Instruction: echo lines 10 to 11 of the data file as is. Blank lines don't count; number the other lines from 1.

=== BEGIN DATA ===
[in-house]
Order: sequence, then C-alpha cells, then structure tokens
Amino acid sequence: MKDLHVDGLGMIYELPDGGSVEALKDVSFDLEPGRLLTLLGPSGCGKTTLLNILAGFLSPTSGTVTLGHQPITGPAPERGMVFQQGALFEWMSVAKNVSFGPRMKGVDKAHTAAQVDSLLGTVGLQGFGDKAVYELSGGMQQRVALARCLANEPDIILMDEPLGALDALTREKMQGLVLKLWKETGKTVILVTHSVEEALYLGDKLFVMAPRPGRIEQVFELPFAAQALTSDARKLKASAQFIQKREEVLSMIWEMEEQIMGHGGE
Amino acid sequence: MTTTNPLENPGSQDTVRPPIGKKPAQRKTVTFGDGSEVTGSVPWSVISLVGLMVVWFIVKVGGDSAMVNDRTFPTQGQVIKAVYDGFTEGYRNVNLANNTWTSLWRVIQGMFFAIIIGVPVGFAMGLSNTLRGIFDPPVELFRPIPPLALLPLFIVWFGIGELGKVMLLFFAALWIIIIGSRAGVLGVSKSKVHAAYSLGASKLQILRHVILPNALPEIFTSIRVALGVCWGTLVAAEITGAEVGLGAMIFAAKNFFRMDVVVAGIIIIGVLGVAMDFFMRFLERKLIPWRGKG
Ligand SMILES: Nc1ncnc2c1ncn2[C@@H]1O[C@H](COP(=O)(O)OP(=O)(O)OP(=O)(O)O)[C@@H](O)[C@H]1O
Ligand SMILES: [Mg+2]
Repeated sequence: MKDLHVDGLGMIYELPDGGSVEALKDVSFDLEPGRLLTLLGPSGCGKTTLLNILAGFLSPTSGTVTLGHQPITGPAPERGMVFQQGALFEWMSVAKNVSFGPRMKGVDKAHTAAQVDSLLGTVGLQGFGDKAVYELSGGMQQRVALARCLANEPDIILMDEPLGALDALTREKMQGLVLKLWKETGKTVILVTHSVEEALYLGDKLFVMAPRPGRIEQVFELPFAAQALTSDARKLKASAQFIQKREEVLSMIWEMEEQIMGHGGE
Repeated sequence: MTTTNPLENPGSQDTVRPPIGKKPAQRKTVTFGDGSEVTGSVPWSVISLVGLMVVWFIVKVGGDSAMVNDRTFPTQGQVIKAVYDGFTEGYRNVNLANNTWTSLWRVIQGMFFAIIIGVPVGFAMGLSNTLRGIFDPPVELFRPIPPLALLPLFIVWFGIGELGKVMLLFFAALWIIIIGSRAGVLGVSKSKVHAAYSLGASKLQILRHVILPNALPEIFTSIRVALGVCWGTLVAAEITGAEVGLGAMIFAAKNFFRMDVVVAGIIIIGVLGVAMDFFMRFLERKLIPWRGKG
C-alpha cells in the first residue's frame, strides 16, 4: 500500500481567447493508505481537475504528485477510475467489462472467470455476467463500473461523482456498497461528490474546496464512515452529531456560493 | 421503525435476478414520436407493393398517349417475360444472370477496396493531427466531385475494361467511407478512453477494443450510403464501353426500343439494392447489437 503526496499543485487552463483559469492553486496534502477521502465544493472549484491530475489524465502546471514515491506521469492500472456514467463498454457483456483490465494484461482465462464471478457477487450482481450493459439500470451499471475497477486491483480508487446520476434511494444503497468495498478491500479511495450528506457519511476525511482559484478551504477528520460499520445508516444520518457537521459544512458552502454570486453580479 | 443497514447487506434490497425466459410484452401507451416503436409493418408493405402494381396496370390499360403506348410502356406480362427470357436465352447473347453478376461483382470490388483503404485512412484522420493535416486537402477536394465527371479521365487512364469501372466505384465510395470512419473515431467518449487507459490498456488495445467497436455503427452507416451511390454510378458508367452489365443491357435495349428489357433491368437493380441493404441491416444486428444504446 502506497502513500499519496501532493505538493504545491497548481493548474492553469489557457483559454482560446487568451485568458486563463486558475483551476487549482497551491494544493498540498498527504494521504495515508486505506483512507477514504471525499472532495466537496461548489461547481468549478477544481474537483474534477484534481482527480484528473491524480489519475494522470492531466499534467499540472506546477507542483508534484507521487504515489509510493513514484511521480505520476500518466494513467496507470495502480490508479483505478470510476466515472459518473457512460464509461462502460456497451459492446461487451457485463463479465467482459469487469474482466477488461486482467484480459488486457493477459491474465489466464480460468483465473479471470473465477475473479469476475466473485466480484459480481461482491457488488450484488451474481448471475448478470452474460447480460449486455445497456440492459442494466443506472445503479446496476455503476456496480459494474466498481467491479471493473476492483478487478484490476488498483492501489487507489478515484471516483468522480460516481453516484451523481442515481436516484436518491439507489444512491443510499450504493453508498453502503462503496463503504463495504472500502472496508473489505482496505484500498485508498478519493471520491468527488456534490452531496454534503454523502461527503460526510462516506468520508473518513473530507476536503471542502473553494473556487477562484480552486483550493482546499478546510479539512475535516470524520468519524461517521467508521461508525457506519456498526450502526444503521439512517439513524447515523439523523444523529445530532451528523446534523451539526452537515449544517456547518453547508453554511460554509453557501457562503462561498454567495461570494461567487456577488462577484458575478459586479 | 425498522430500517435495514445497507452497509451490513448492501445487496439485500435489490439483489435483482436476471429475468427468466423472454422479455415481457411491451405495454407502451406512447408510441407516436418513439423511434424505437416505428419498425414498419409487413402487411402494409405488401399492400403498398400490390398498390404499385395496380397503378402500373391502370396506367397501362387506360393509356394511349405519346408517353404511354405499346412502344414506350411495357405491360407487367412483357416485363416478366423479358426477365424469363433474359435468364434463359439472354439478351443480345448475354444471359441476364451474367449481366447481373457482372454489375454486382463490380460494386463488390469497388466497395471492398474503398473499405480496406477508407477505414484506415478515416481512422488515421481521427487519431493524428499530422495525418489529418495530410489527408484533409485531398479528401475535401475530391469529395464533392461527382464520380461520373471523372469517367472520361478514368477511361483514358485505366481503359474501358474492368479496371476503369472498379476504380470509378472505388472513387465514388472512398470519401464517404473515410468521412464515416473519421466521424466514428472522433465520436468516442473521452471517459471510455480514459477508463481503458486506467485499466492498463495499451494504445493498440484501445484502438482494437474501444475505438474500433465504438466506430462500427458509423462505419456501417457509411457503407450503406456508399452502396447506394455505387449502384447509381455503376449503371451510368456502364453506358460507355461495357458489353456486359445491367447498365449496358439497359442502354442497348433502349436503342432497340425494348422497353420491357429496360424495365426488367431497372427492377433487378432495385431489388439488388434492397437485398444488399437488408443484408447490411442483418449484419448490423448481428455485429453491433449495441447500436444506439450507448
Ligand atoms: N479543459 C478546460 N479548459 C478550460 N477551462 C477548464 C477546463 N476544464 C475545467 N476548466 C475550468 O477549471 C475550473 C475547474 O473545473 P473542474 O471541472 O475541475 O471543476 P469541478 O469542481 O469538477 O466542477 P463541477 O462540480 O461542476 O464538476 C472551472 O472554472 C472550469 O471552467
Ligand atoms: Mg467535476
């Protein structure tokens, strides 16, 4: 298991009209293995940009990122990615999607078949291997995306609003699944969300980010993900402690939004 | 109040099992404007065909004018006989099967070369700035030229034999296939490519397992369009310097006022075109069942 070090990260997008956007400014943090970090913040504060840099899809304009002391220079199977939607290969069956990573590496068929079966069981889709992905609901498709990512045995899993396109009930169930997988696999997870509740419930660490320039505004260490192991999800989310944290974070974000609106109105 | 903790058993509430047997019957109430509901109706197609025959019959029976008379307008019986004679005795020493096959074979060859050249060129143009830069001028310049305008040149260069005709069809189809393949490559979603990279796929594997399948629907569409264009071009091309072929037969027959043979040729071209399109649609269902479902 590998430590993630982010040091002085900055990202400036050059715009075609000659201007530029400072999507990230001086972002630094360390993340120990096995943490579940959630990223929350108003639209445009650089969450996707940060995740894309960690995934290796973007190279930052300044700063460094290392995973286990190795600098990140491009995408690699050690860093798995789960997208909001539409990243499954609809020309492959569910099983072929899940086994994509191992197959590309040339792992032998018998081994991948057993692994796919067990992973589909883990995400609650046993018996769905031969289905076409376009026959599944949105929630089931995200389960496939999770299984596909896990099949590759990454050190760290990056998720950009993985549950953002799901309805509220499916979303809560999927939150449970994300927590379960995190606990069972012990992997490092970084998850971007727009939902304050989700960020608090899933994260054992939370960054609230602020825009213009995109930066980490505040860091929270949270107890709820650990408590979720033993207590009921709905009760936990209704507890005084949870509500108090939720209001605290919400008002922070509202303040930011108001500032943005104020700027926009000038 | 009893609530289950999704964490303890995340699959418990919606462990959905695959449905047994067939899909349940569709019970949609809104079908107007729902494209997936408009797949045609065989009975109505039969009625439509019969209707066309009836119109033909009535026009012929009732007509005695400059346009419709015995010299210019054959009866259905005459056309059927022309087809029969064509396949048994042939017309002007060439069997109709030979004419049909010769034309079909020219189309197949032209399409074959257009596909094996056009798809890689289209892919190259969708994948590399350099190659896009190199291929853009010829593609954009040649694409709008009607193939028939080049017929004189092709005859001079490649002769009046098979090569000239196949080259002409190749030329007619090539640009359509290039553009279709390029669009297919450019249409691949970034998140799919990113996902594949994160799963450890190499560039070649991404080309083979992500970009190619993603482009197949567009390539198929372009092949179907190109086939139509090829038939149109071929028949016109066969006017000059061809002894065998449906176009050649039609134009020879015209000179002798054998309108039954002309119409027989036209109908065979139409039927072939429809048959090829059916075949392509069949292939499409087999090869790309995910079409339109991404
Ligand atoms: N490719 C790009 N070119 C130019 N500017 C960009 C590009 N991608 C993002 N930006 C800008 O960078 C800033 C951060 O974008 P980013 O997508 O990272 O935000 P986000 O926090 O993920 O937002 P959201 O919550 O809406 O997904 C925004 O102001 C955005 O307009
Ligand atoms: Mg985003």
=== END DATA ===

Ligand atoms: N479543459 C478546460 N479548459 C478550460 N477551462 C477548464 C477546463 N476544464 C475545467 N476548466 C475550468 O477549471 C475550473 C475547474 O473545473 P473542474 O471541472 O475541475 O471543476 P469541478 O469542481 O469538477 O466542477 P463541477 O462540480 O461542476 O464538476 C472551472 O472554472 C472550469 O471552467
Ligand atoms: Mg467535476